In 2019, Berríos’ splits against righties and lefties were pretty even: a 3.80 FIP against lefties and 3.91 against righties. In his career, he’s been more successful against righties (3.86 FIP vs. righties to 4.34 vs. lefties) but only because his walk rate has historically been higher against lefties (9.7% vs. 5.6%). Berríos’ effectiveness against lefties likely lies in the strong tunneling effect of his four-seamer and curve to those digging into the left-handed batter’s box. The four-seamer and change also tunnel well together, but they vary at release by about 3.5 inches on average, which could give the Yankees hitters something to look for when trying to differentiate between the fastball and change.
With Paxton on the hill, the Twins will probably start Mitch Garver, the right-handed hitting half of their brilliant catcher platoon. Baseball Savant rates Garver above average at framing strikes on the middle edge of the plate near the right-handed batter’s box (63.9% of pitches called strikes), the middle edge of the plate near the left-handed batter’s box (63.8%), and in the middle of the plate at the bottom of the zone (57.8%). Garver’s framing ability in those specific locations could allow Berríos to steal some called strikes with his curveball (middle down), two-seamer (middle edges), and changeup (middle down). Garver’s a good amount below average at all four corners of the strike zone and slightly below at the top of the zone, so the Twins will be hoping for swings and misses on curveballs located near the corners of the strike zone and four-seamers at the top.
The righty hurler saw his average fastball velocities dip from July 31st to August 29th, but he appears to have bounced back since the start of September.
His rough second half was more bad luck than anything else. Despite having a 3.00 ERA in the first half and a 4.64 in the second, his FIPs were almost identical: 3.85 to 3.86. His left-on-base percentage and BABIP in the second half were to blame for the ERA spike. His LOB% decreased from 78.3% to 68.2%, and his BABIP increased from .276 to .333. He both struck out (25.2% to 21.6%) and walked (7.8% to 4.8%) more hitters in the second half, so the Yankees may look to be a little more patient than they otherwise would be, especially in a hostile playoff atmosphere for Berríos.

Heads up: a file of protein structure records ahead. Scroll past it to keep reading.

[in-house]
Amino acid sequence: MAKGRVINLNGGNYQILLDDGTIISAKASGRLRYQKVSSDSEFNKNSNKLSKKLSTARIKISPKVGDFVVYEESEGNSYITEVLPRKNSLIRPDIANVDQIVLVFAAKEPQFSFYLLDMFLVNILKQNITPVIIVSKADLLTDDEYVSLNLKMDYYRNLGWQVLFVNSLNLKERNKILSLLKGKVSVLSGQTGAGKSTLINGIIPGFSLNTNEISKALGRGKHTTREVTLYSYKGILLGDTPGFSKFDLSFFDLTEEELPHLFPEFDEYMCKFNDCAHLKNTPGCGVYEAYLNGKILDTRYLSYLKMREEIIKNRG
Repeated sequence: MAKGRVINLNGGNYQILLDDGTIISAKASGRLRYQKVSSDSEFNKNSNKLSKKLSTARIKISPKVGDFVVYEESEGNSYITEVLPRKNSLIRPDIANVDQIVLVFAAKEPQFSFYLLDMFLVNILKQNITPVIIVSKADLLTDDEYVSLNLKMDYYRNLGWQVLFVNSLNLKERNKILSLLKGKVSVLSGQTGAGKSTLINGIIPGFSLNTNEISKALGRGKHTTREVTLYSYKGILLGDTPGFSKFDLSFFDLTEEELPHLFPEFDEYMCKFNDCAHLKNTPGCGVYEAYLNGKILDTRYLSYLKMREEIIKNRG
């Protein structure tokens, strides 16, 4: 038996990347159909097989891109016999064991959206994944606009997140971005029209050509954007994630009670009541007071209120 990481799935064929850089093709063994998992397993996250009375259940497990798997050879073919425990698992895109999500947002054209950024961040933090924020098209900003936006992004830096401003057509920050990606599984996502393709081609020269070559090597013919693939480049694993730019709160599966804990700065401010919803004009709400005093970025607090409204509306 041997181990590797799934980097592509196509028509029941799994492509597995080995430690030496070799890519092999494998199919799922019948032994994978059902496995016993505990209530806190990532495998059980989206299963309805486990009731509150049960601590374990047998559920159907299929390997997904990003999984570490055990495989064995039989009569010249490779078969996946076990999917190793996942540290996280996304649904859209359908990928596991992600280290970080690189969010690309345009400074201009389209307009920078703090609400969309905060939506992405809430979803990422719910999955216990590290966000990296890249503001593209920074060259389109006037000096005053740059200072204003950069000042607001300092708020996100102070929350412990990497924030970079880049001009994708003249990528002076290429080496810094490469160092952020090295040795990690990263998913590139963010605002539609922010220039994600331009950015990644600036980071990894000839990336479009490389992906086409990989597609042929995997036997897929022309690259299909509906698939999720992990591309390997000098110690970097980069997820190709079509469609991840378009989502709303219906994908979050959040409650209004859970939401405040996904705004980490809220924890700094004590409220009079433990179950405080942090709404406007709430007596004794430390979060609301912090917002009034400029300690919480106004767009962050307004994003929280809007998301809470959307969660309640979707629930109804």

José Berríos is a solid pitcher who keeps hitters on their toes with an evenly distributed pitch mix. He keeps the ball on the ground and doesn’t give out many free passes, but he gives up a good amount of contact. For a lineup packed with high exit velocity hitters in a ballpark that has played small historically, the Yankees should feel good about that slightly above average contact rate going into Game 1.
ALDS Roster Note: The Yankees opted for Tyler Lyons over Stephen Tarpley for their lefty specialist role. In his 8.2 innings pitched with the Yankees in 2019, Lyons struck out 35.3% of hitters and walked only 5.9%. In his career, he’s been much more successful against righties than Tarpley (4.25 FIP vs. 7.12), which is likely why he got the roster spot. He’s not as dominant against lefties (3.64 FIP vs. Tarpley’s 2.28), but the Twins roster is highly platoonable, and their lineup will likely be structured to make it difficult for a pitcher to face two lefties in a row.